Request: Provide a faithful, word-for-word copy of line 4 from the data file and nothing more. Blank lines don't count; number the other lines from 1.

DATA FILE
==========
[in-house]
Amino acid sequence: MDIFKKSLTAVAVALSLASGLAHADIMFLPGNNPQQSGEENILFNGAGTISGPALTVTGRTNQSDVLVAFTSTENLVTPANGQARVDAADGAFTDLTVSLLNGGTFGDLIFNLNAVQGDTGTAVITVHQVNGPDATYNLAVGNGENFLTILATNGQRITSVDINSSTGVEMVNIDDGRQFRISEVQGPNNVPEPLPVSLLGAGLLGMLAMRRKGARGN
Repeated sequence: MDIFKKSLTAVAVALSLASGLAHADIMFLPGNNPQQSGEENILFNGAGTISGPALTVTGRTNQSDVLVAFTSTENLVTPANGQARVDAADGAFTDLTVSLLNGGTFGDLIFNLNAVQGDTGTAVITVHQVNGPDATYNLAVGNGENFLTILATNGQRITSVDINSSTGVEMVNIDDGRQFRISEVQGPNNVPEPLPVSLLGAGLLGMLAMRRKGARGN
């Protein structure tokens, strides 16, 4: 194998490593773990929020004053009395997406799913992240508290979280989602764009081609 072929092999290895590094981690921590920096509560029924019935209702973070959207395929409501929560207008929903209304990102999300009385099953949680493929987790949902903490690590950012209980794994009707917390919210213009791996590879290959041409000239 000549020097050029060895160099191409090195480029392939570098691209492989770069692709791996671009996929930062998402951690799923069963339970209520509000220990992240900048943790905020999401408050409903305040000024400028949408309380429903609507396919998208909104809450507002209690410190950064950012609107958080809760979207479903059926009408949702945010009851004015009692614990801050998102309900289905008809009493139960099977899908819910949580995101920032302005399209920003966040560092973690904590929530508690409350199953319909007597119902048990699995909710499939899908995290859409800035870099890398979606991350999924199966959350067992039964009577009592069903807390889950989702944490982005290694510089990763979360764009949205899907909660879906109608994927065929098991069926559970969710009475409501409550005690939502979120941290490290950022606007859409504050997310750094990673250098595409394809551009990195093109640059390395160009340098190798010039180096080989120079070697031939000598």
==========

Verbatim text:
């Protein structure tokens, strides 16, 4: 194998490593773990929020004053009395997406799913992240508290979280989602764009081609 072929092999290895590094981690921590920096509560029924019935209702973070959207395929409501929560207008929903209304990102999300009385099953949680493929987790949902903490690590950012209980794994009707917390919210213009791996590879290959041409000239 000549020097050029060895160099191409090195480029392939570098691209492989770069692709791996671009996929930062998402951690799923069963339970209520509000220990992240900048943790905020999401408050409903305040000024400028949408309380429903609507396919998208909104809450507002209690410190950064950012609107958080809760979207479903059926009408949702945010009851004015009692614990801050998102309900289905008809009493139960099977899908819910949580995101920032302005399209920003966040560092973690904590929530508690409350199953319909007597119902048990699995909710499939899908995290859409800035870099890398979606991350999924199966959350067992039964009577009592069903807390889950989702944490982005290694510089990763979360764009949205899907909660879906109608994927065929098991069926559970969710009475409501409550005690939502979120941290490290950022606007859409504050997310750094990673250098595409394809551009990195093109640059390395160009340098190798010039180096080989120079070697031939000598």